Chemicals found in Martian rocks by NASA’s Curiosity Mars rover suggest the Red Planet once had more oxygen in its atmosphere than it does now.
Researchers found high levels of manganese oxides by using a laser-firing instrument on the rover. This hint of more oxygen in Mars’ early atmosphere adds to other Curiosity findings – such as evidence about ancient lakes – revealing how Earth-like our neighbouring planet once was.
This research also adds important context to other clues about atmospheric oxygen in Mars’ past. The manganese oxides were found in mineral veins within a geological setting the Curiosity mission has placed in a timeline of ancient environmental conditions. From that context, the higher oxygen level can be linked to a time when groundwater was present in the rover’s Gale Crater study area.
“The only ways on Earth that we know how to make these manganese materials involve atmospheric oxygen or microbes,” says Nina Lanza, a planetary scientist at Los Alamos National Laboratory in New Mexico. “Now we’re seeing manganese oxides on Mars, and we’re wondering how the heck these could have formed?”
Microbes seem far-fetched at this point, but the other alternative – that the Martian atmosphere contained more oxygen in the past than it does now – seems possible, says Lanza. “These high manganese materials can’t form without lots of liquid water and strongly oxidising conditions. Here on Earth, we had lots of water but no widespread deposits of manganese oxides until after the oxygen levels in our atmosphere rose.”
Lanza uses Curiosity’s Chemistry and Camera (ChemCam) instrument, which fires laser pulses from atop the rover’s mast and observes the spectrum of resulting flashes of plasma to assess targets’ chemical makeup.
In Earth’s geological record, the appearance of high concentrations of manganese oxide minerals is an important marker of a major shift in our atmosphere’s composition, from relatively low oxygen abundances to the oxygen-rich atmosphere we see today. The presence of the same types of materials on Mars suggests that oxygen levels rose there, too, before declining to their present values. If that’s the case, how was that oxygen-rich environment formed?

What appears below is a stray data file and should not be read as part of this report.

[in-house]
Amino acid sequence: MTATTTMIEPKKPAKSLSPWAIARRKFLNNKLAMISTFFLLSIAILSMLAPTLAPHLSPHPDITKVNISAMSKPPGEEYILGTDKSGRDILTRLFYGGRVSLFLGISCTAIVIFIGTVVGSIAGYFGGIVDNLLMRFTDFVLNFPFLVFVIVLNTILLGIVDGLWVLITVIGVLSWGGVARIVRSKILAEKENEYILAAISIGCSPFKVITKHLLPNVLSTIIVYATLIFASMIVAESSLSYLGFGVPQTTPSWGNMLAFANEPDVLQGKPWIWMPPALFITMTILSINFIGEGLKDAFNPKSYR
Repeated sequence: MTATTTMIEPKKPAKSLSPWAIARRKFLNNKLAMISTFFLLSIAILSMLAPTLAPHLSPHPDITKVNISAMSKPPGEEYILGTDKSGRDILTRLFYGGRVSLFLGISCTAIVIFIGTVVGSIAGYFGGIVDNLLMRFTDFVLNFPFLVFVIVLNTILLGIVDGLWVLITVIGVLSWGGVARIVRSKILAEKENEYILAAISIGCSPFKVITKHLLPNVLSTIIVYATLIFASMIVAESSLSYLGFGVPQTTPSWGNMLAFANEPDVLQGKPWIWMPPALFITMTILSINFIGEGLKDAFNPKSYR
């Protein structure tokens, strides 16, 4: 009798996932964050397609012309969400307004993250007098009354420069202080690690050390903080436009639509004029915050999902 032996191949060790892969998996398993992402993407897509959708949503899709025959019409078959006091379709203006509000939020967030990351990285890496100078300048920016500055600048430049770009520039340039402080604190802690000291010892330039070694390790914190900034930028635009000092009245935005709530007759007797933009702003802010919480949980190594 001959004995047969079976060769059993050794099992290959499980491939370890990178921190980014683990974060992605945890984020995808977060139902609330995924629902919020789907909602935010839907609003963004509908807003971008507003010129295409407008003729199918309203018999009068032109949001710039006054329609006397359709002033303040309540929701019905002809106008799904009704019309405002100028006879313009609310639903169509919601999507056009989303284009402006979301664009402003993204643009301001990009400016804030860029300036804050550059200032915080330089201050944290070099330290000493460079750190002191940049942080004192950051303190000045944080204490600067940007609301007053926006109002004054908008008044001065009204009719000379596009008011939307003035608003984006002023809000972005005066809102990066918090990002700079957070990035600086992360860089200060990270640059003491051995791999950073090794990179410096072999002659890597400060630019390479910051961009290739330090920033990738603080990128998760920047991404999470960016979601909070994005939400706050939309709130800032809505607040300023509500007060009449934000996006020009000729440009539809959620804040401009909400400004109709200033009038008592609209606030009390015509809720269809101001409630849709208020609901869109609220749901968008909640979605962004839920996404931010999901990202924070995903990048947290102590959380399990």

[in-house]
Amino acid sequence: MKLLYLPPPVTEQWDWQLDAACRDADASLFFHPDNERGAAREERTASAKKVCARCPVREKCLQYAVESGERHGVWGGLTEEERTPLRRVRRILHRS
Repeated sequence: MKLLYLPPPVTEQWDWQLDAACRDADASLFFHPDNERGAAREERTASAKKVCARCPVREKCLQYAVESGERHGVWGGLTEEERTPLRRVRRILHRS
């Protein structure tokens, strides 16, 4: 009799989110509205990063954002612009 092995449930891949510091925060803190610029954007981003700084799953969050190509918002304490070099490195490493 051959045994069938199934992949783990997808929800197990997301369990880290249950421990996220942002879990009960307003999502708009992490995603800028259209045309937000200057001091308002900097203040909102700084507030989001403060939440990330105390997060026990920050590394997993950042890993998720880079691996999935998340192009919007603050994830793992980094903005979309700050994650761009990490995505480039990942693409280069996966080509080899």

“One potential way that oxygen could have gotten into the Martian atmosphere is from the breakdown of water when Mars was losing its magnetic field,” says Lanza. “It’s thought that at this time in Mars’ history, water was much more abundant.” Yet without a protective magnetic field to shield the surface, ionising radiation started splitting water molecules into hydrogen and oxygen. Because of Mars’ relatively low gravity, the planet wasn’t able to hold onto the very light hydrogen atoms, but the heavier oxygen atoms remained behind. Much of this oxygen went into rocks, leading to the rusty red dust that covers the surface today. While Mars’ famous red iron oxides require only a mildly oxidising environment to form, manganese oxides require a strongly oxidising environment, more so than previously known for Mars.
Lanza adds, “It’s hard to confirm whether this scenario for Martian atmospheric oxygen actually occurred. But it’s important to note that this idea represents a departure in our understanding for how planetary atmospheres might become oxygenated.” Abundant atmospheric oxygen has been treated as a so-called biosignature, or a sign of extant life, but this process does not require life.
Curiosity has been investigating sites in Gale Crater since 2012. The high-manganese materials it found are in mineral-filled cracks in sandstones in the “Kimberley” region of the crater. But that’s not the only place on Mars where high manganese abundances have been found. NASA’s Opportunity rover, exploring Mars since 2004, also recently discovered high manganese deposits thousands of miles from Curiosity. This supports the idea that the conditions needed to form these materials were present well beyond Gale Crater.